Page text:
Primary colour

Primary colours are a set of colours from which other colours can be created by mixing (pigments, dyes, etc.) or overlapping (coloured lights).

  • Human perception of colour is based on the sensitivity of the eye to the electromagnetic spectrum, specifically the visible spectrum of light that includes spectral colours between red and violet.
  • A set of primary colours is a set of pigments or coloured lights that can be combined in varying amounts to create a wide range of colours.
  • Different sets of primary colours are used for additive colour mixing (of light) and subtractive colour mixing (of pigments).
  • Colour models such as RGB, CMY and RYB use different sets of primary colours.
  • The process of combining colours to produce other colours is used in applications such as electronic displays and colour printing to create a range of colours that can be perceived by humans.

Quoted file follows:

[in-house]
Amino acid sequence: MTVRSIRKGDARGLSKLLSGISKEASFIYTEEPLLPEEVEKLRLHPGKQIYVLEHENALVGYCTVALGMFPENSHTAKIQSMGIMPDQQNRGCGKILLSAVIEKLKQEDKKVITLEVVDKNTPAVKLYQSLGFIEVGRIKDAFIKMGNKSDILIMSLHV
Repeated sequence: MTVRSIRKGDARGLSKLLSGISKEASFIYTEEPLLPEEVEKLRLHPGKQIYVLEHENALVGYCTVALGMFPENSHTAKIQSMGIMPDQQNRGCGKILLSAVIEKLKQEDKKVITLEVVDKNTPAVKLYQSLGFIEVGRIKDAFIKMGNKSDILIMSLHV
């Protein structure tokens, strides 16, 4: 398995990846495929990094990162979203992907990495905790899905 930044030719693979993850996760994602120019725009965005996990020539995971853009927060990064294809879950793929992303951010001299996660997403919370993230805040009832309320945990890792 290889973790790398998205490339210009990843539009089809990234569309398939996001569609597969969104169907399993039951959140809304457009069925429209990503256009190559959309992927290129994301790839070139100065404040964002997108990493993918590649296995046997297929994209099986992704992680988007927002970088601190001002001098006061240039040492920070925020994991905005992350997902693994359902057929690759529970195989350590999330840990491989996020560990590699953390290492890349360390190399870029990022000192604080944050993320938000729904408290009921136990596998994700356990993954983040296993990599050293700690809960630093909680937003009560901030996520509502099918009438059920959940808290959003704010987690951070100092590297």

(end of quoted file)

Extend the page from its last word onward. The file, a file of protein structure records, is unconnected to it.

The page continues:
• Additive and subtractive colour models can be used to predict how wavelengths of visible light or pigments interact with each other.
  • RGB colour is a technology used to reproduce colour in ways that match human perception.
  • The primary colours used in colour-spaces such as CIELAB, NCS, Adobe RGB (1998), and sRGB are determined by an extensive investigation of the relationship between visible light and human colour vision.